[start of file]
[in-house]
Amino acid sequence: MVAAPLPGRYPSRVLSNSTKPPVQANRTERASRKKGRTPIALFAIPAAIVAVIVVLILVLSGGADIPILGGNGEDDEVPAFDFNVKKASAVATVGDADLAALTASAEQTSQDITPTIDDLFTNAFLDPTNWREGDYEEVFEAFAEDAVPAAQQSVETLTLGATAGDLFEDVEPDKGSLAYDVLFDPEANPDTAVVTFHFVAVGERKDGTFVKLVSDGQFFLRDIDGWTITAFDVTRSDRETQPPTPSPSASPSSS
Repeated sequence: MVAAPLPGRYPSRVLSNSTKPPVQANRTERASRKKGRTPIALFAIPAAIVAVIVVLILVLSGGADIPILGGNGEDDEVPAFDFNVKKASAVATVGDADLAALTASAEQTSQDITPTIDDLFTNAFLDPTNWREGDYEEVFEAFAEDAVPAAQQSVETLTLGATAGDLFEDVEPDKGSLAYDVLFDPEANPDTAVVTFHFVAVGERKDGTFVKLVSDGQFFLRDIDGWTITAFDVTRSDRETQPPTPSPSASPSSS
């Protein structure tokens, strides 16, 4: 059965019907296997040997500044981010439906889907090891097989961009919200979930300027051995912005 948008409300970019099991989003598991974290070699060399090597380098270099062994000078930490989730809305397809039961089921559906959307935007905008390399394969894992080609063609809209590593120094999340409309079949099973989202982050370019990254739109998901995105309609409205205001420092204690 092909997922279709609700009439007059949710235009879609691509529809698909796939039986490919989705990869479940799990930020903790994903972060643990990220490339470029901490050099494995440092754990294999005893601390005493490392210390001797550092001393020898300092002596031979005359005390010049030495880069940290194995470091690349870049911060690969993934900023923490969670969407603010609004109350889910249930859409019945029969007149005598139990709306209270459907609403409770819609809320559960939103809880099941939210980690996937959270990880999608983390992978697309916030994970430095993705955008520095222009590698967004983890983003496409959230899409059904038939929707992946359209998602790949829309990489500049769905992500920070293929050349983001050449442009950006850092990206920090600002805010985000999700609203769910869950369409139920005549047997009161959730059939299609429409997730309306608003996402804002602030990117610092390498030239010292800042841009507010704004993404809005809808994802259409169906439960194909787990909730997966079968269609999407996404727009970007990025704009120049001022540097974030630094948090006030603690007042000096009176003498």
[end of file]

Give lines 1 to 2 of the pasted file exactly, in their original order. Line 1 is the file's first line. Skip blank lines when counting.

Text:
[in-house]
Amino acid sequence: MVAAPLPGRYPSRVLSNSTKPPVQANRTERASRKKGRTPIALFAIPAAIVAVIVVLILVLSGGADIPILGGNGEDDEVPAFDFNVKKASAVATVGDADLAALTASAEQTSQDITPTIDDLFTNAFLDPTNWREGDYEEVFEAFAEDAVPAAQQSVETLTLGATAGDLFEDVEPDKGSLAYDVLFDPEANPDTAVVTFHFVAVGERKDGTFVKLVSDGQFFLRDIDGWTITAFDVTRSDRETQPPTPSPSASPSSS